The Secret To A Custom Bike Bling Without New Paint | GCN Tech Show Ep.91

– [Ollie] Welcome to the GCN Tech Show. I’m flying solo. Again. Jon was last seen entering a bike museum, and hasn’t been seen since. I hope he’s okay. Anyhow, on this week’s
show, we have got some hot new carbon wheel tech, the Bike Vault, your upgrades, and our main talking point, which is how you can customize bike
frames without breaking the bank or invalidating your warranty. Let’s do it. (electronic music) (metal clanking) We’ll begin the show with
our main talking point. Now regular viewers will
know that myself and Jon love custom paint jobs. They can look amazing. But there are a couple downsides. Firstly, they can cost a lot of money, and secondly, they can
invalidate your warranty on your bike. Now, admittedly, they do
neither of those things if you get a custom paint
job, say for example, through Orbea’s MyO custom paint program, but many of you will have
an existing bike that you might be wanting to custom paint, or you might want a bike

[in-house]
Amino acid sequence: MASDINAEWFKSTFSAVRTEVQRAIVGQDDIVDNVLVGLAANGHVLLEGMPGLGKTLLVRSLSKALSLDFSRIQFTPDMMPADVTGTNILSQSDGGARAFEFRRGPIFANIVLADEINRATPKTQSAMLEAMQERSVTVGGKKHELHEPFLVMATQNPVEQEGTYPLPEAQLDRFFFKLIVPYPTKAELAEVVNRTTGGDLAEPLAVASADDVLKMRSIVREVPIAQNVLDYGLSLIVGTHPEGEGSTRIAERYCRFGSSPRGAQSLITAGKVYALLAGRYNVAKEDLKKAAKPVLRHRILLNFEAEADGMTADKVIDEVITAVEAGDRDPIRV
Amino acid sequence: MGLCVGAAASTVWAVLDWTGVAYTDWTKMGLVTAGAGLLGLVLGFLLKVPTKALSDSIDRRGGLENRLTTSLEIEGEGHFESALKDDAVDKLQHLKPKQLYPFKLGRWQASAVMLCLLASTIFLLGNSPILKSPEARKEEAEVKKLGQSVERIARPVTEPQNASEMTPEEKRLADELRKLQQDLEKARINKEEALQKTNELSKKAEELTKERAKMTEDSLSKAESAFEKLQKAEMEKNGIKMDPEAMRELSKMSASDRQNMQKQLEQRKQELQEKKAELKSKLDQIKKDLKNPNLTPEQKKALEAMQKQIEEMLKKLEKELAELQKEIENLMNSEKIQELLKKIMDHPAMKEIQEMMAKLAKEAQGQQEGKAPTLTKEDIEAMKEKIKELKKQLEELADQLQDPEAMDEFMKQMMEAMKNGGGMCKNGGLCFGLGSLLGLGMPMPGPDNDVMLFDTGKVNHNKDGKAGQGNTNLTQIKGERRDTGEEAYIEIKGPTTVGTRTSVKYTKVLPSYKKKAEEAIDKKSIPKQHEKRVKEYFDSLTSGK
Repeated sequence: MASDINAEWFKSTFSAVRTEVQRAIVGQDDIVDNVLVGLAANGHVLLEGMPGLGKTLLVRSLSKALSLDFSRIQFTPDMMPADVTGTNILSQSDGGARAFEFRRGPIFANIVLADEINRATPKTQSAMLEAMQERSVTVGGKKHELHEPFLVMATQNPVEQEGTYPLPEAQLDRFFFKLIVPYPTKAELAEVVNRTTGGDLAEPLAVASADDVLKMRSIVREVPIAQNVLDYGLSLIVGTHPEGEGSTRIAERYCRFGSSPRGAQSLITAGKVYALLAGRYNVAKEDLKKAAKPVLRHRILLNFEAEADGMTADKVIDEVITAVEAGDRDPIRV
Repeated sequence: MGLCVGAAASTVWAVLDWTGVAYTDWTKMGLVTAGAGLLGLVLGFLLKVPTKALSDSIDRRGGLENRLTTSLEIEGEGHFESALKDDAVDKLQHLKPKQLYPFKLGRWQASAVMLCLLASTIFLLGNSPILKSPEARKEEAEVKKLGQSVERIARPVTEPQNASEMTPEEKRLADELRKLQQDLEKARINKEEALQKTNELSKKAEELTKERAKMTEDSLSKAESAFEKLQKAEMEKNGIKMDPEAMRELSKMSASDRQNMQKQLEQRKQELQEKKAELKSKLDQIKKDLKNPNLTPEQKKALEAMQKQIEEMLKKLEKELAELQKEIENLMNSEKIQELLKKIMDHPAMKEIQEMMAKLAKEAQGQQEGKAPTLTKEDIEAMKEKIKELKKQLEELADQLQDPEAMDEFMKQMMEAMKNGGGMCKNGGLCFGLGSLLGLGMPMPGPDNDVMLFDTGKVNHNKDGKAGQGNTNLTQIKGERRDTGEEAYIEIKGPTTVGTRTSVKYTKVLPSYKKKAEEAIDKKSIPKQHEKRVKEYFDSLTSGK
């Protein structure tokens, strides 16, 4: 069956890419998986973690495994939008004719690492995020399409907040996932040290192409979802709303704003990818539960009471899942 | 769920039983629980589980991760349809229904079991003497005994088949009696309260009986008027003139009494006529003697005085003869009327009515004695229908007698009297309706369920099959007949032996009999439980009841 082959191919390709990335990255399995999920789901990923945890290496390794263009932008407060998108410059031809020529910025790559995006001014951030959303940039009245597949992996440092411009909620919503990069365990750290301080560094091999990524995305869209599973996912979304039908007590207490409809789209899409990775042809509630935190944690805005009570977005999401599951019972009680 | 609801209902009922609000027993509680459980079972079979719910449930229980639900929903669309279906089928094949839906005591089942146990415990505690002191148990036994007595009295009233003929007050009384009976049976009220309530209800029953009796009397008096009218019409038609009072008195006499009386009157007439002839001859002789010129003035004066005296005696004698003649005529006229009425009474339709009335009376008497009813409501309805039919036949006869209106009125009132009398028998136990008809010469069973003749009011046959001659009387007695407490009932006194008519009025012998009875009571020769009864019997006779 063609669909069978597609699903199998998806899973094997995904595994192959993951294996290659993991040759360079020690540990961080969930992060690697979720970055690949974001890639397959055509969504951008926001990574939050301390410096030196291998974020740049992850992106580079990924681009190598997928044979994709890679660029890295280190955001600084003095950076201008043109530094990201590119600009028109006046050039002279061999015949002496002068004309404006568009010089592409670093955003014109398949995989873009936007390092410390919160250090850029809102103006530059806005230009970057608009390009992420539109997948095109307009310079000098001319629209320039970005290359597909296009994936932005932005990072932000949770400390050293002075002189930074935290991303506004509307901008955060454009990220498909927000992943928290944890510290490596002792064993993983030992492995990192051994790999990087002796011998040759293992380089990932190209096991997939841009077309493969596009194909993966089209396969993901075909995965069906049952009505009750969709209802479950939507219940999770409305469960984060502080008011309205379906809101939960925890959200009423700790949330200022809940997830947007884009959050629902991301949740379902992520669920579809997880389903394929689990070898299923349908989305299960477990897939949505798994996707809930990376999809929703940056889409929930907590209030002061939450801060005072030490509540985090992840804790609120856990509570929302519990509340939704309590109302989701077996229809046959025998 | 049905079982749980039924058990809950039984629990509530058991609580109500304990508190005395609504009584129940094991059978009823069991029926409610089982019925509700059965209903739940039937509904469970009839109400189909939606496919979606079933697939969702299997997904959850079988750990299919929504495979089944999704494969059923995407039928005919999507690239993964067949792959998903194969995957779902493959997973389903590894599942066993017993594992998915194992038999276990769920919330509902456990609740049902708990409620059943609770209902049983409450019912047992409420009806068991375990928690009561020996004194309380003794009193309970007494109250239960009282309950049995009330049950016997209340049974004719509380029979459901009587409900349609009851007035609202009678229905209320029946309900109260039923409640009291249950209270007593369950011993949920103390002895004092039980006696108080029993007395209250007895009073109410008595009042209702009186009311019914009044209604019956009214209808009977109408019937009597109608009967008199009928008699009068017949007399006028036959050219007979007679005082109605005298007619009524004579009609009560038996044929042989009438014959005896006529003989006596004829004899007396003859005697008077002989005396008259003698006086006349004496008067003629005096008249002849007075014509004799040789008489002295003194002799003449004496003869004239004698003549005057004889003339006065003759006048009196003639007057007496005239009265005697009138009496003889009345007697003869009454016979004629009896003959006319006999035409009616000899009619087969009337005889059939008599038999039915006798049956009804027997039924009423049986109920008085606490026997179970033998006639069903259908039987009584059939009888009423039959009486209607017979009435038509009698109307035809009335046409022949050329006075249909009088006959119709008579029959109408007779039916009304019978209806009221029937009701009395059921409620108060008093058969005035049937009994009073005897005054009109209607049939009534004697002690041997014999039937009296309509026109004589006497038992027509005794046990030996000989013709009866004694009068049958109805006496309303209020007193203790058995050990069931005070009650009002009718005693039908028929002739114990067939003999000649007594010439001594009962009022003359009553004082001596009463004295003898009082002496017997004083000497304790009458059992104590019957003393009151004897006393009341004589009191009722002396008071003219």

from a brand that doesn’t offer a custom paint service. In which case, what if I
told you there was a way that you can have an exquisite,
pulchritudinous paint job? (light, upbeat music) A custom paint job that
is both cheaper and won’t invalidate your warranty.
Well, the feature could be a vinyl wrap. Now if you’re into customizing
cars, as some of you may be, then you will be familiar
with vinyl wrapping. If you’re not, it’s a process
that is very popular with cars and involves covering
the individual body panels in a special sheet of vinyl
wrap that’s cut to size, and then heat-shrunk onto those panels. Using this kind of process,
you can have pretty much any kind of finish you want,
so an example would be the Bahrain Merida McLaren
570S that we saw at the Giro d’Italia, which had
had a wrap applied to it to give it the team colors
of the Bahrain team. And if you’ve seen a
matte black boy racer car with an antisocial exhaust
cruising around your local neighborhood, then that
too probably has a wrap on it. We mentioned this process is
a potential way of customizing bikes before on a previous